Are we so tyrannical?, by Joaquín Luna

For some time now, I would say that men have been demanding a space. It is not the public, of course, where the feminist revolution and the story it is no longer ours but the women, who have turned the tables on us, an eye for an eye: anyone dares to express themselves out loud! It is the private space, where we dare to be ourselves without fear of what they will say.

Ana Escobar / Efe

I am not talking about spaces where men burp, oil their shirts – a men’s Olympic sport – or tell jokes about Arévalo, a great worker and a better person. I am referring to meetings –almost always around a table– where orphanhood floats before a revolution that makes you feel bad without us –civilized men, children of our time and I would say chivalrous– knowing exactly what we have done to be treated as tyrants , especially for young women, who take their toll despite the fact that we are –for generations– the parents who have never told them that “find yourself a good match”, because their space was the university. On the contrary, we drool over our daughters – also with their girlfriends – who are independent and what they call “empowered”.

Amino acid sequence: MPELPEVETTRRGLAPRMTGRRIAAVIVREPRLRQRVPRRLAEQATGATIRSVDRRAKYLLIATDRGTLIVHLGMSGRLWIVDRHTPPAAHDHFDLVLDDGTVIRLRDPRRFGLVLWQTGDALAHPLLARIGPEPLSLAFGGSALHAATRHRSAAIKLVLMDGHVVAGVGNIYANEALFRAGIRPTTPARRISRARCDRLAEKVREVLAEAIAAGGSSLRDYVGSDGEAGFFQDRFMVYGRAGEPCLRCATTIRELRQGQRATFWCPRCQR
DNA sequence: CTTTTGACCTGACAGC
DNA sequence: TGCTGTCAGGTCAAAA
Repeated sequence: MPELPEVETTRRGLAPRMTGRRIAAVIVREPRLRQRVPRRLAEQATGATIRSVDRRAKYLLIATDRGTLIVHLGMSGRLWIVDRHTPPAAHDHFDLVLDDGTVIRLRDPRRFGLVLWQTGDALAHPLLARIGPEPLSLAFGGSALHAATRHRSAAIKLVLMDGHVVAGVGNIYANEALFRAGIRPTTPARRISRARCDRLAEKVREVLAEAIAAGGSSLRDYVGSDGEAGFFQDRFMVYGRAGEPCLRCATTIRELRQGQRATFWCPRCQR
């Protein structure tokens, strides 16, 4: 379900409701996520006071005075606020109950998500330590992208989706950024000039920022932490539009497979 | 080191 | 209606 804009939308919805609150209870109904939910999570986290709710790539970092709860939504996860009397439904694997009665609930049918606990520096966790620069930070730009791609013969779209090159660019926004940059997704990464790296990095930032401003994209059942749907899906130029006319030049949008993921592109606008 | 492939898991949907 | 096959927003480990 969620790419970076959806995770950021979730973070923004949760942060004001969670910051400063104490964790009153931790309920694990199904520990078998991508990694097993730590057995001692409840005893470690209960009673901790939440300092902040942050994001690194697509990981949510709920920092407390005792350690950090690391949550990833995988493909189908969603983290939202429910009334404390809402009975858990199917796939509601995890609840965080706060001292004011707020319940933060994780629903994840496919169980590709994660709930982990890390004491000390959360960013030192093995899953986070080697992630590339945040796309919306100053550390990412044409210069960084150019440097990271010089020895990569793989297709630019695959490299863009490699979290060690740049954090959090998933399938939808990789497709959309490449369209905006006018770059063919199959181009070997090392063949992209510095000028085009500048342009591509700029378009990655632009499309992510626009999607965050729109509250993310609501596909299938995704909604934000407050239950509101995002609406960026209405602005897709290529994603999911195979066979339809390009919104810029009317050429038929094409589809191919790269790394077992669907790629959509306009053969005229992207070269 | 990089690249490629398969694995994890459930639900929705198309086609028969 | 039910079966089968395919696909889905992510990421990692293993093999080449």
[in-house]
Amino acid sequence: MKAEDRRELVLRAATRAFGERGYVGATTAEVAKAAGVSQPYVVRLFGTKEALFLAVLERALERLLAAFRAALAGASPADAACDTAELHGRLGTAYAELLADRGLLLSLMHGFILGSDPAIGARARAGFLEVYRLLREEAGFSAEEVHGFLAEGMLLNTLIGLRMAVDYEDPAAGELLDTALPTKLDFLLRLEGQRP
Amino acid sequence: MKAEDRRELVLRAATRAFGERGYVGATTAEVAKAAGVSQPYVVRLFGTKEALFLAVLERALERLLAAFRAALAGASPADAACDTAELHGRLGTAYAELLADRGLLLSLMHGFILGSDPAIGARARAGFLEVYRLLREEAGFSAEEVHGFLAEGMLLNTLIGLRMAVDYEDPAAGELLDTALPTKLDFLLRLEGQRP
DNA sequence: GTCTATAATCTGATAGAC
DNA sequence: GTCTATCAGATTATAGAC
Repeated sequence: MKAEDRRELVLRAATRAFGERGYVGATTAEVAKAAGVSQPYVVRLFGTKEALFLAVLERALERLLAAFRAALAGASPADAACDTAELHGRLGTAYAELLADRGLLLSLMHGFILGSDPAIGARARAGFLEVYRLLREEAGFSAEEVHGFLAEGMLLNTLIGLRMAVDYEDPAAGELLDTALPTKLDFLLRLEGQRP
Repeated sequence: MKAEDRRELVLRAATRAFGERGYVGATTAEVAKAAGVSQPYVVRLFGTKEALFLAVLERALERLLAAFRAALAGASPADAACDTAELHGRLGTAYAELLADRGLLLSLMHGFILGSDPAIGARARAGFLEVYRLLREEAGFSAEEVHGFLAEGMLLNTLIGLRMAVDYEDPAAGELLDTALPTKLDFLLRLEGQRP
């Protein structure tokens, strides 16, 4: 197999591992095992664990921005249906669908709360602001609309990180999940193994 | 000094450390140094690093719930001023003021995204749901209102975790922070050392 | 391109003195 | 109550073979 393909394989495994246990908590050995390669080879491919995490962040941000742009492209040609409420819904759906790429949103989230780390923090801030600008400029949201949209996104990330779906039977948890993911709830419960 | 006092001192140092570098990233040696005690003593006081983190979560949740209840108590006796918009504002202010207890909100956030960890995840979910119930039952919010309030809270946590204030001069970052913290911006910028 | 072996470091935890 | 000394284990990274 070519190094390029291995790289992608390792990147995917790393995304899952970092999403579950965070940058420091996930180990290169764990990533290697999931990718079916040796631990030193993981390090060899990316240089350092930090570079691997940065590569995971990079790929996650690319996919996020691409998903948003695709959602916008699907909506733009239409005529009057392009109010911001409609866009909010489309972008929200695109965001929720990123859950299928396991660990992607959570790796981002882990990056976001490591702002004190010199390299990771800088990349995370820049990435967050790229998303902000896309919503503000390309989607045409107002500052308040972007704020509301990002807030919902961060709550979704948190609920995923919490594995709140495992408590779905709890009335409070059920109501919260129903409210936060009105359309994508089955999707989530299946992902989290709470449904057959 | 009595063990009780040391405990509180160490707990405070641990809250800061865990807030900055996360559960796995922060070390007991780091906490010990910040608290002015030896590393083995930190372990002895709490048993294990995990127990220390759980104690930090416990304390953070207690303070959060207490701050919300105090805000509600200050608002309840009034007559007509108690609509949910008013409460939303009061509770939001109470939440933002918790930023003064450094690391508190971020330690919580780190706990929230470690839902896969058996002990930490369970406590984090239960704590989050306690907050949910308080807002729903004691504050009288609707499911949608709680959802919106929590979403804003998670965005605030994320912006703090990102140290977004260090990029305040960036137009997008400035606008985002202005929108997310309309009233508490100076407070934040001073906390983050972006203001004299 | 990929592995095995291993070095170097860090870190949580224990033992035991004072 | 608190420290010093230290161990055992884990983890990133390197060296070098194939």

There is no doubt that we incur some micromachismo in these meetings. They throw our tits at us, I confess, although perhaps that shouldn’t be the case, attractive women throw us and we like to talk about them, with more respect than these premises can presuppose.

We never told our daughters “find yourself a good match”: we encouraged them to go to university

Every March 8, we turn the matter around. That’s part of it, isn’t it? We do not aspire to defend privileges – the last ones in the Philippines surrendered in Baler – but it is difficult for us to accept what seems to us an exaggeration, nonsense or an unfair condemnation for being born – and feeling – men. Because feminism is not unanimous and it also releases nonsense, different from ours but nonsense.

The issue is better perceived when you live alone –out of attachment to freedom– and there is no guilt about the distribution of domestic stewardship, sexual habits or whether or not the kitchen has to have partitions –as is my preference–.

We are not so tyrants, my friends and ladies.

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